Record Setting Centenarian Sikh Runs in HK

By Bill Cox, Epoch Times
February 28, 2012 Updated: October 1, 2015
Fauja Singh at the Khalsa Sports Club presentation last Saturday Feb 4. (Bill Cox/The Epoch Times)

Fauja Singh, the renowned Punjabi marathon runner, finished the 10,000 meter race event in the Standard Chartered Hong Kong Marathon 2012 in an extraordinary 1 hour and 34 minutes, just 4 minutes outside his planned schedule.

This may not seem so remarkable when compared to Ethiopian Kenenisa Bekele’s world record time of 26:17.53 set in 2005, but Singh is 100-years-old after all.

Looking surprisingly young and active, he never seemed to tire. When it gets tough in a race, Fauja Singh said: “I ask God for assistance.”

When asked why not enter the marathon event (which included junior, senior, masters 1 and masters 2 categories), his coach replied: “I thought the Hong Kong marathon course was too difficult, a lot of the race is on highway and I was concerned that he might not be able to receive medical attention quickly enough should he have a problem. Also, the Hong Kong Marathon has time limits which might have been too demanding.”

Having raced in numerous marathons, half marathons and 10,000 meter events, his most notable race was when he won the Toronto marathon of 2003 in a record breaking time of 5 hours 40 minutes.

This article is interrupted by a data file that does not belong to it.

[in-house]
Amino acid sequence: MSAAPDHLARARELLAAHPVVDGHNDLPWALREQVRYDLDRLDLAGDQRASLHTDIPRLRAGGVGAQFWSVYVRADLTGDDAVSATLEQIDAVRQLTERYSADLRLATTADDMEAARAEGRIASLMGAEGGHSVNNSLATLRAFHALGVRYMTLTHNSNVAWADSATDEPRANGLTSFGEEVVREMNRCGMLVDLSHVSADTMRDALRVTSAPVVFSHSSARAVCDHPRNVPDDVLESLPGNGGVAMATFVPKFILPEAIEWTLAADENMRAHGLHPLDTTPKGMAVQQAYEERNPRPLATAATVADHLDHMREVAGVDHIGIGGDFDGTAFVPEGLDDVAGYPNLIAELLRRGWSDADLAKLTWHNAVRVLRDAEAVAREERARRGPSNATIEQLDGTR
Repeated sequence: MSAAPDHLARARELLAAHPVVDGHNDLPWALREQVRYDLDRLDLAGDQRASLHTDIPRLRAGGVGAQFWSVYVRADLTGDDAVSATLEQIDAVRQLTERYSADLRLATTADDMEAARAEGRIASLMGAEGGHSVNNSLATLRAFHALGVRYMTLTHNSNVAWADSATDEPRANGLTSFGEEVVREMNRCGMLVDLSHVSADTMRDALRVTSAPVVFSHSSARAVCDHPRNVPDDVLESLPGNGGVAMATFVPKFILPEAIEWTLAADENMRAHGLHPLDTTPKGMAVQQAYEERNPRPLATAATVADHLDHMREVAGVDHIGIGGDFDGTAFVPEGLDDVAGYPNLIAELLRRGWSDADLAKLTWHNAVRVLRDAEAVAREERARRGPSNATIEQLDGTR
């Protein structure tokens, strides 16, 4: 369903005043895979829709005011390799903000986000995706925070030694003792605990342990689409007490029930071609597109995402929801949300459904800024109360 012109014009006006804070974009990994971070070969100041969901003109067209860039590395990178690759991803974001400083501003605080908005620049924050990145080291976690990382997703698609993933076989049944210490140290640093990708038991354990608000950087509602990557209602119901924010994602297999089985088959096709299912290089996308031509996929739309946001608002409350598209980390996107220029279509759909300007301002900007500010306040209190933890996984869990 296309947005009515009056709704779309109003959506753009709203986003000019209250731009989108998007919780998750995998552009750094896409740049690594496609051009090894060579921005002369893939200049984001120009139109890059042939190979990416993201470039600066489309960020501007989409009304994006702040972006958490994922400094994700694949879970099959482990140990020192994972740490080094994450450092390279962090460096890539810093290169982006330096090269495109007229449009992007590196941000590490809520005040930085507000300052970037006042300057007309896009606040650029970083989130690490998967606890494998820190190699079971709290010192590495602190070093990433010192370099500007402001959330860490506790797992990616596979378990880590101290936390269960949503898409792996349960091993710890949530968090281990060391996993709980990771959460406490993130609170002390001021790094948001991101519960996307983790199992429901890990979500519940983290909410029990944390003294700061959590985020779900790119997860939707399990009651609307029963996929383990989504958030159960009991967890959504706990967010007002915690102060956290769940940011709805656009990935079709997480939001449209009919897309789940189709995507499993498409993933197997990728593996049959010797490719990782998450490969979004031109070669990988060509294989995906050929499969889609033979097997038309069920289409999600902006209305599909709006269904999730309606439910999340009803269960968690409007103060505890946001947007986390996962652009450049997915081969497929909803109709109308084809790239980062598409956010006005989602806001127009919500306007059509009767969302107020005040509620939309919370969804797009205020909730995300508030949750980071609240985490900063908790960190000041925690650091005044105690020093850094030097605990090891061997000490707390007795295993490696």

In Hong Kong for seven days (three each side the event), the world record holder for the majority of running distances from 100 meters upwards at his age, undertook a number of public appearances. Two such appearances were to be introduced to the Khalsa Hockey Academy, which trains young men between the ages of 8 and 18, and to receive plaques from the Punjab Youth Club at the Sikh Temple in Wan Chai—both organizations help the youngsters grow up to be responsible citizens and to guide them in their personal development.

His next event is the London Marathon when he will be 101 years old, which if successful, will be another record. After London, he will run several marathons in Europe and one in Mauritius before retiring on a high prior to the London Olympics.

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